Making and Unmaking the Prospects for Rhetoric: Selected Papers from the 1996 Rhetoric Society of America Conference

By Theresa Enos; Richard McNabb et al. | Go to book overview

Unabomber Manifesto. Kaczynski languishes in jail because he insisted on putting his discourse in "conversation with others." Is the real moral in this parable that if women insist on entering the public domain, it will get them in trouble with "the law"?

Irigaray argues that if relations between men and women are to change, intellectuals must take seriously corporeality and sexual differentiation of bodies; they must begin a conversation about how discourse constructs those relations. Of these tasks Black has convinced me that the last will be the most difficult for rhetorical studies, for its most prominent scholars have never taken the history of their own theory production to be a proper object of study. It is not now, nor has it ever been, in their interest to do so. And given the history of Black's oracular insistence that binarism is a given, I do not immediately get a picture of men clamoring to change that, especially once the most profound consequence of accepting sexual difference becomes clear. Such an identity, says Irigaray, "rules out all forms of totality as well as the self-substituting subject" (106). To give up being a god for a limited human existence, to accept the body of the other as a threshhold that cannot be violated, not even discursively, will require a new ethics for rhetoric, an ethics of sexual difference. I urge Professor Black to take seriously his own exhortation and "occupy" himself with the real, rhetorical "phenomenon" of his own discursive strategy, a strategy that guarantees an institutional identity for rhetoric at the expense of the perpetuation of women's suffering under the regime of the binary that he takes to be so empirically "given."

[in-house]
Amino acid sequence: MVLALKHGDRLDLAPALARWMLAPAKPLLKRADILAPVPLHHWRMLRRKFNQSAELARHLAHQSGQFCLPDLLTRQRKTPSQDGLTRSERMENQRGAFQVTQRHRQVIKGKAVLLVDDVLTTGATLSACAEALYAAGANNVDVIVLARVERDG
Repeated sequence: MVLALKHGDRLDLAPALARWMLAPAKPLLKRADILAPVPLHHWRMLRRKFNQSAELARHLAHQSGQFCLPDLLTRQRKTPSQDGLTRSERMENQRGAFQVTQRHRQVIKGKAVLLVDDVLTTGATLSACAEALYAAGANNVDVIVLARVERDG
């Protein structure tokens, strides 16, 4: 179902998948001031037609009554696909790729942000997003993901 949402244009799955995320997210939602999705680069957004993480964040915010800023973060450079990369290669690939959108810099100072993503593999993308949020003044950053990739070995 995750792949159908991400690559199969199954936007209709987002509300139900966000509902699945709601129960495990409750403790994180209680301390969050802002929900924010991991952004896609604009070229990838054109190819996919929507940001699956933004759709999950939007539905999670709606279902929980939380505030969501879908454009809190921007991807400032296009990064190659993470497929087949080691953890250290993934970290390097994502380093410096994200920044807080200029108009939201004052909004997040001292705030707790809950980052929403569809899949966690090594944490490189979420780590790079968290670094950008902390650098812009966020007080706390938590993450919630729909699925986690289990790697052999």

Works Cited

Atwill Janet. "Instituting the Art of Rhetoric: Theory, Practice, and Productive Knowledge in Interpretations of Aristotle's Rhetoric". Rethinking the History of Rhetoric: Multidisciplinary Essays on the Rhetorical Tradition. Ed. Takis Poulakos. Boulder: Westview, 1993. 91-117.

Baskerville Barnet. "Must We All Be 'Rhetorical Critics'?" Quarterly Journal of Speech 63 ( 1977): 107-16.

Burke Kenneth. Grammar of Motives. Berkeley: U of California P, 1969.

-----. Rhetoric of Motives. Berkeley: U of California P, 1969.

Campbell Karlyn K. "Proactive Strategies to Address the Devaluing of Women and Their Work". Panel. Eightieth Annual Meeting of the Speech Communication Association. New Orleans, 1994.

Irigaray Luce. I Love to You: Sketch of a Possible Felicity in History. Trans. Alison Martin. New York: Routledge, 1996.

McKerrow Raymie. "Critical Rhetoric: Theory and Praxis". Communication Monographs 56 ( 1989): 91-111.

Norton Janice. "Rhetorical Criticism as Ethical Action: Cherchez la Femme". Southern Communication Journal 61 ( 1995): 29-45.

Whitford Margaret, ed. The Irigaray Reader. Oxford: Blackwell, 1991.

-----. Luce Irigaray: Philosophy in the Feminine. London: Routledge, 1991.

-163-

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